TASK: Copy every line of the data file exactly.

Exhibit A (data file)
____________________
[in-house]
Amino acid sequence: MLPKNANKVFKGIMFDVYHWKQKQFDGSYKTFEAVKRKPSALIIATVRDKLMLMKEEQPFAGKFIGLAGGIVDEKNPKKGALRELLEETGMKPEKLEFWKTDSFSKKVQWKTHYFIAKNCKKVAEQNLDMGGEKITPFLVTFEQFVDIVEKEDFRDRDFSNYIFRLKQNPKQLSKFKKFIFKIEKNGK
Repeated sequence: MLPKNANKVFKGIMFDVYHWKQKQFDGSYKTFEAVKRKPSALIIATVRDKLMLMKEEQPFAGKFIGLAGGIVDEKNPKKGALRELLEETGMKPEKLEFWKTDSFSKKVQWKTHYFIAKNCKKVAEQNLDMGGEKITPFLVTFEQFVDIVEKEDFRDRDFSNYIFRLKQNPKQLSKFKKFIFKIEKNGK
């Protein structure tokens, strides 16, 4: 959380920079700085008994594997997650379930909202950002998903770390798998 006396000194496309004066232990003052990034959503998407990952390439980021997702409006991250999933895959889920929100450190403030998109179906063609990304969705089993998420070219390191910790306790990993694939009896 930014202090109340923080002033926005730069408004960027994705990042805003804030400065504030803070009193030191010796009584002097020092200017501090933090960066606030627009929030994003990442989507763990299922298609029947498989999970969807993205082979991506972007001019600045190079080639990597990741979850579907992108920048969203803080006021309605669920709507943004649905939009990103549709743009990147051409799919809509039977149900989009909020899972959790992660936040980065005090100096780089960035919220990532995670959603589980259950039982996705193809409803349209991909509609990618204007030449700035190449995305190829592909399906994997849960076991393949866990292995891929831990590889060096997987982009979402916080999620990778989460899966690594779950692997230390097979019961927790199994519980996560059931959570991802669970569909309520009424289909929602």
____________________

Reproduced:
[in-house]
Amino acid sequence: MLPKNANKVFKGIMFDVYHWKQKQFDGSYKTFEAVKRKPSALIIATVRDKLMLMKEEQPFAGKFIGLAGGIVDEKNPKKGALRELLEETGMKPEKLEFWKTDSFSKKVQWKTHYFIAKNCKKVAEQNLDMGGEKITPFLVTFEQFVDIVEKEDFRDRDFSNYIFRLKQNPKQLSKFKKFIFKIEKNGK
Repeated sequence: MLPKNANKVFKGIMFDVYHWKQKQFDGSYKTFEAVKRKPSALIIATVRDKLMLMKEEQPFAGKFIGLAGGIVDEKNPKKGALRELLEETGMKPEKLEFWKTDSFSKKVQWKTHYFIAKNCKKVAEQNLDMGGEKITPFLVTFEQFVDIVEKEDFRDRDFSNYIFRLKQNPKQLSKFKKFIFKIEKNGK
């Protein structure tokens, strides 16, 4: 959380920079700085008994594997997650379930909202950002998903770390798998 006396000194496309004066232990003052990034959503998407990952390439980021997702409006991250999933895959889920929100450190403030998109179906063609990304969705089993998420070219390191910790306790990993694939009896 930014202090109340923080002033926005730069408004960027994705990042805003804030400065504030803070009193030191010796009584002097020092200017501090933090960066606030627009929030994003990442989507763990299922298609029947498989999970969807993205082979991506972007001019600045190079080639990597990741979850579907992108920048969203803080006021309605669920709507943004649905939009990103549709743009990147051409799919809509039977149900989009909020899972959790992660936040980065005090100096780089960035919220990532995670959603589980259950039982996705193809409803349209991909509609990618204007030449700035190449995305190829592909399906994997849960076991393949866990292995891929831990590889060096997987982009979402916080999620990778989460899966690594779950692997230390097979019961927790199994519980996560059931959570991802669970569909309520009424289909929602």